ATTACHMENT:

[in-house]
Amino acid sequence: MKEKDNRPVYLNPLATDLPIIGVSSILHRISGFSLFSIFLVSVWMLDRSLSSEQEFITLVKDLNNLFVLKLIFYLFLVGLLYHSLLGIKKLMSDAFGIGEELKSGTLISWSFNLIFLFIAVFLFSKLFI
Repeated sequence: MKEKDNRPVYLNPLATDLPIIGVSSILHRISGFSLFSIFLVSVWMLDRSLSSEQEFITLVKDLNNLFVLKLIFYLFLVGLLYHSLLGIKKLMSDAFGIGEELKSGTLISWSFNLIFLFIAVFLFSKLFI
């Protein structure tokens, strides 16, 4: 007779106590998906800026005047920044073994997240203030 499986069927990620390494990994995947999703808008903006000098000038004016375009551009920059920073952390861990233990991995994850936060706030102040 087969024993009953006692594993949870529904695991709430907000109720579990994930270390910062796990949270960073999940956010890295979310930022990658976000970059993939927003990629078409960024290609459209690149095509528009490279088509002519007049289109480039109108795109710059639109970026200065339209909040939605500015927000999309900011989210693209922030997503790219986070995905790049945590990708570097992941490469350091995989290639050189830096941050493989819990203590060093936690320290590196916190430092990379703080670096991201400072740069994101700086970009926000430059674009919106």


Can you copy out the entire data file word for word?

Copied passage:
[in-house]
Amino acid sequence: MKEKDNRPVYLNPLATDLPIIGVSSILHRISGFSLFSIFLVSVWMLDRSLSSEQEFITLVKDLNNLFVLKLIFYLFLVGLLYHSLLGIKKLMSDAFGIGEELKSGTLISWSFNLIFLFIAVFLFSKLFI
Repeated sequence: MKEKDNRPVYLNPLATDLPIIGVSSILHRISGFSLFSIFLVSVWMLDRSLSSEQEFITLVKDLNNLFVLKLIFYLFLVGLLYHSLLGIKKLMSDAFGIGEELKSGTLISWSFNLIFLFIAVFLFSKLFI
């Protein structure tokens, strides 16, 4: 007779106590998906800026005047920044073994997240203030 499986069927990620390494990994995947999703808008903006000098000038004016375009551009920059920073952390861990233990991995994850936060706030102040 087969024993009953006692594993949870529904695991709430907000109720579990994930270390910062796990949270960073999940956010890295979310930022990658976000970059993939927003990629078409960024290609459209690149095509528009490279088509002519007049289109480039109108795109710059639109970026200065339209909040939605500015927000999309900011989210693209922030997503790219986070995905790049945590990708570097992941490469350091995989290639050189830096941050493989819990203590060093936690320290590196916190430092990379703080670096991201400072740069994101700086970009926000430059674009919106």